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I want to do one of these common experiments to see the effect of increased noise on the performance of a feature detector.

To do this add zero mean gaussian noise with fixed sigma to the image and look at the result. To vary the amount of noise I multiply the noise signal by different amounts before adding.

Since the detector uses a bandpass filter as a first step, to calculate the SNR of the noisy image I calculate the energy of the bandpassed original image, and the energy of the band passed noise signal (before adding them together).

Does this sound reasonable (and is that method of adding noise correct)? My concern is that because the image is being bandpassed, if I evaluate the performance of the detector at a specific point I should be using an SNR value for that local area, rather than the whole image.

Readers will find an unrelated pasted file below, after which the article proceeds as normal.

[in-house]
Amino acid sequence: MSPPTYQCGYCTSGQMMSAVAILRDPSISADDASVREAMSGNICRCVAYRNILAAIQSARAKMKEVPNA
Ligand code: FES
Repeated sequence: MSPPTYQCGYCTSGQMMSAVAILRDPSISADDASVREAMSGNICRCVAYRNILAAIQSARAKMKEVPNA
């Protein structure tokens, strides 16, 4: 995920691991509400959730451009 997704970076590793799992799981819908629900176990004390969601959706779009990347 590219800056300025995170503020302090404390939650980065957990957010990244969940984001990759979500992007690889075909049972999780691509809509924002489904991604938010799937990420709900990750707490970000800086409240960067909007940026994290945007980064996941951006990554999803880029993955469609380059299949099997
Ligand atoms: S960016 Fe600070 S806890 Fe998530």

How would one go about calculating local signal to noise ratio?

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Bandpassing the noise will affect its statistics (i.e. variance), but the noise will still be Gaussian and the noise statistics will still be the same for each point in the image (assuming that the noise statistics are the same for each point before you bandpassed). – jstarr Jan 26 '13 at 2:59
I dont think that assumption is met. For example, imagine evaluating a line detector. You have an image of a line of fixed width and height on a black background. The energy of the image would be the same regardless of image size because the line is fixed. But if you add some noise, then the noise energy would depend on the image size, even though the actual amount of noise in the local area remains the same. – geometrikal Jan 26 '13 at 3:23
Without knowing more about your application, it seems reasonable to me to evaluate the performance of your detector by running it on fixed-size images over many Monte Carlo varying-energy noise realizations. A plot of detection error versus noise-energy per pixel generated using this method seems like a useful way to evaluate your approach against other detection methods. I would not recommend using a local signal to noise ratio. – jstarr Jan 26 '13 at 5:14

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